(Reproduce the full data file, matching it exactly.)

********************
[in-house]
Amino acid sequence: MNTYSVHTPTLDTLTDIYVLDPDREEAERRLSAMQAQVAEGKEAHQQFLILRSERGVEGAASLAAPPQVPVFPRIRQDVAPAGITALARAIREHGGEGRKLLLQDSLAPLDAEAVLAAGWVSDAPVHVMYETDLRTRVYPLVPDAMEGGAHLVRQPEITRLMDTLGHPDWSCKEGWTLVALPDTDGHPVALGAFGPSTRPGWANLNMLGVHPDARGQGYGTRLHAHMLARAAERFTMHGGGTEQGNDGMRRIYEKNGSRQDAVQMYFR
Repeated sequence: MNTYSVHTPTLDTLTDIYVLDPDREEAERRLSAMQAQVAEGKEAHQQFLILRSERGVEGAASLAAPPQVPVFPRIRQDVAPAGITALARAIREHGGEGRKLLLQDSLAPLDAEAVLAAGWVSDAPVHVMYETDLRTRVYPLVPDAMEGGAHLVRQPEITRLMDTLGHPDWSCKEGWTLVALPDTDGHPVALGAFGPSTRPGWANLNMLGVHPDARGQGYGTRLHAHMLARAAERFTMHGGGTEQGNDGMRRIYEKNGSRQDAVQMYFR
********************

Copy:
[in-house]
Amino acid sequence: MNTYSVHTPTLDTLTDIYVLDPDREEAERRLSAMQAQVAEGKEAHQQFLILRSERGVEGAASLAAPPQVPVFPRIRQDVAPAGITALARAIREHGGEGRKLLLQDSLAPLDAEAVLAAGWVSDAPVHVMYETDLRTRVYPLVPDAMEGGAHLVRQPEITRLMDTLGHPDWSCKEGWTLVALPDTDGHPVALGAFGPSTRPGWANLNMLGVHPDARGQGYGTRLHAHMLARAAERFTMHGGGTEQGNDGMRRIYEKNGSRQDAVQMYFR
Repeated sequence: MNTYSVHTPTLDTLTDIYVLDPDREEAERRLSAMQAQVAEGKEAHQQFLILRSERGVEGAASLAAPPQVPVFPRIRQDVAPAGITALARAIREHGGEGRKLLLQDSLAPLDAEAVLAAGWVSDAPVHVMYETDLRTRVYPLVPDAMEGGAHLVRQPEITRLMDTLGHPDWSCKEGWTLVALPDTDGHPVALGAFGPSTRPGWANLNMLGVHPDARGQGYGTRLHAHMLARAAERFTMHGGGTEQGNDGMRRIYEKNGSRQDAVQMYFR